The United States has always treated Saudi Arabia with kid gloves because, even though we only get about 11% of our imported oil from that country, they largely control OPEC and can seriously disrupt oil prices around the world, which can have a huge negative effect on the economy. But under Trump, that relationship has become downright incestuous. Here’s why he’s done that.
Much of this can be attributed to Jared Kushner, who has become close with the Saudi Crown Prince Mohammed bin Salman (referred to often as simply MBS), who has been eliminating rivals to his power in that country with a range of authoritarian actions over the last few months. It was Kushner who talked Trump into making Saudi Arabia his first visit to another country after taking office, and the Saudis knew exactly how to court Trump and his fragile ego: With massive praise. They put up billboards everywhere he went honoring his victory in the election and singing his praises. That’s all it takes to get Trump on your side.
The Intercept reports that MBS told his counterpart in the United Arab Emirates, who has also been getting favorable treatment from the White House, that he has Kushner “in his pocket.”
One of the people MBS told about the discussion with Kushner was UAE Crown Prince Mohammed bin Zayed, according to a source who talks frequently to confidants of the Saudi and Emirati rulers. MBS bragged to the Emirati crown prince and others that Kushner was “in his pocket,” the source told The Intercept.
That report also says that Kushner may have provided MBS with names from our intelligence agencies of members of the Saudi royal family who may be a threat to his power. Several of the names that appeared in the Presidential Daily Briefing were ultimately arrested by MBS, and one of them was reportedly tortured. But there’s another avenue of influence here too and that’s George Nader, who is now cooperating with the Mueller investigation. The New York Times reports that Nader worked hard to influence a prominent Republican fundraiser to gain favor with the White House on behalf of both Saudi Arabia and the UAE.
Hundreds of pages of correspondence between the two men reveal an active effort to cultivate President Trump on behalf of the two oil-rich Arab monarchies, both close American allies.
High on the agenda of the two men — George Nader, a political adviser to the de facto ruler of the U.A.E.; and Elliott Broidy, the deputy finance chairman of the Republican National Committee — was pushing the White House to remove Secretary of State Rex W. Tillerson, backing confrontational approaches to Iran and Qatar and repeatedly pressing the president to meet privately outside the White House with the leader of U.A.E…Mr. Nader’s cultivation of Mr. Broidy, laid out in documents provided to The New York Times, provides a case study in the way two Persian Gulf monarchies have sought to gain influence inside the Trump White House. Mr. Nader has been granted immunity in a deal for his cooperation with the special counsel, Robert S. Mueller III, according to people familiar with the matter, and his relationship with Mr. Broidy may also offer clues to the direction of that inquiry.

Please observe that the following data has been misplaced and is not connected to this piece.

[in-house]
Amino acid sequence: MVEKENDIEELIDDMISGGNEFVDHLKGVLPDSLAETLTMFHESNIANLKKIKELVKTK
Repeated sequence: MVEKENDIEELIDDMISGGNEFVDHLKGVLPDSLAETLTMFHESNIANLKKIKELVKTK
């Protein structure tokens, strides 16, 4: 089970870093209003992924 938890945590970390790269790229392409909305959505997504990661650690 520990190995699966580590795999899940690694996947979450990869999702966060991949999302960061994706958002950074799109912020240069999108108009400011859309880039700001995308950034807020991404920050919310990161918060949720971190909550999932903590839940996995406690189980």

Mr. Nader has now been called back from abroad to provide additional testimony, one person familiar with the matter said this week. Mr. Mueller’s investigators have already asked witnesses about Mr. Nader’s contacts with top Trump administration officials and about his possible role in funneling Emirati money to Mr. Trump’s political efforts, a sign that the investigation has broadened to examine the role of foreign money in the Trump administration.
There are really three major geostrategic players in the Middle East: Israel, Saudi Arabia and Iran. The U.S. is never going to stop supporting Israel, so that’s a given. It’s the balance of power between Saudi Arabia and Iran that is the pivotal factor in keeping the region stable. Trump’s flirtation with canceling the Iran nuclear deal, which is likely to finally happen in May when the next certification of compliance from the White House is due, is a massive threat to regional stability. This strong tilt toward Saudi Arabia can only exacerbate the situation. With the wars in Syria and Yemen already in full swing, the odds of a region-wide war are much higher with Trump’s change in stance than they were before.
And it goes beyond the Middle East as well. If Trump cancels the Iran agreement, why would North Korea even consider a negotiated solution to their nuclear program? If the U.S. refuses to keep up its end of the bargain even while our own intelligence services say that Iran is in full compliance with the agreement, there is no reason to believe that any agreement would be worth the paper it’s printed on. I wouldn’t bother negotiating with us either under those circumstances.
Trump is the worst possible kind of person to have this kind of power — totally uneducated on nearly every issue, so arrogant that he thinks he can’t possibly learn anything from the professionals at the State Department or the CIA who have worked on Middle East policy for decades, impulsive and easily manipulated. It’s a recipe for disaster and that may be exactly what we’re headed for.